Updated: Apr 17, 2021
Delta Air Lines CEO Ed Bastian is optimistic that travel between the U.S. and the UK will reopen for the summer travel season. But he's less bullish on travel to the remainder of Europe, as well as Asia and South America.
"Hopefully, early summer we will see that market open," Bastian said during the carrier's earnings call on Thursday, noting that Delta is working with the broader travel and hospitality sectors in pushing for a U.S.-U.K. travel corridor. "We're making progress in that regard."
The two countries are among the world's leaders in getting residents vaccinated, especially in comparison to other countries with large populations.
Bastian said that travel between the U.S. and select Mediterranean countries could also reemerge this summer, but overall he doesn't expect a meaningful resumption of travel between the U.S. and continental Europe soon.
"We'll probably miss most of the summer," he said.
Bastian is even more bearish on U.S.-Asia travel, expecting a broad easing of restrictions to be more than a year off, though he said the carrier is hopeful U.S-South Korea travel could open more quickly. Delta and Korean Air are joint-venture partners, and Delta also owns a 10% stake in the Asian carrier.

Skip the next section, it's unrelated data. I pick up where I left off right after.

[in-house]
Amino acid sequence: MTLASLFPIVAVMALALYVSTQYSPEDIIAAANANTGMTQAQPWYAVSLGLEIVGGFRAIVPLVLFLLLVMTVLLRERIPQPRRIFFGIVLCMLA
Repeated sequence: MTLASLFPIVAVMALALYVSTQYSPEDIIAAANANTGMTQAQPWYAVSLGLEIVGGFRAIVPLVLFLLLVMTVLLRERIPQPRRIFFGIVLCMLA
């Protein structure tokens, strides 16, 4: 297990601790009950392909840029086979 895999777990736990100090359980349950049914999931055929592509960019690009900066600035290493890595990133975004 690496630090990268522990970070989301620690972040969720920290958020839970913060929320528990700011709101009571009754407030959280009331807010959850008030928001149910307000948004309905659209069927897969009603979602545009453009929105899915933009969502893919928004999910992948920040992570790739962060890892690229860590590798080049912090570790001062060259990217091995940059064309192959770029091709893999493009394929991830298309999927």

On the South American front, Bastian predicted broader openings could come in the winter. Chile, notably, is moving forward quickly with vaccinations. But other countries on the continent, including Brazil, have made far less progress. Meanwhile, the Brazilian Covid-19 variant is causing transmission surges in Brazil, Paraguay, Uruguay and elsewhere.
The Delta CEO's take on the international travel landscape came as the carrier reported net losses for the March quarter of $1.2 billion and pretax losses of $2.9 billion. The net-loss figure was aided considerably by the $1.2 billion Delta received in federal payroll support during the first quarter.
Nevertheless, Delta executives offered a bullish outlook, with domestic travel having begun a rapid ramp-up.
In March, said Delta president Glen Hauenstein, daily net bookings were up 50% from the January and February average. He said domestic leisure bookings are 85% recovered to 2019 levels.
Delta also turned cash-burn positive in March, with daily cash generation of $4 million compared with daily losses of $11 million for the first two months of the quarter.
Passenger revenues in the March quarter were still down 70% compared with 2019, but the carrier expects the unblocking of middle seats on May 1 to drive big improvements for the second quarter, with passenger revenues reaching as high as half of the 2019 figure. Further revenue recovery, though, will continue to be held down by low corporate and international demand, which remain approximately 80% off 2019 levels.
Hauenstein projected that Delta will reduce pretax losses by more than half in the second quarter and said that the carrier could return to profitability as soon as the third quarter.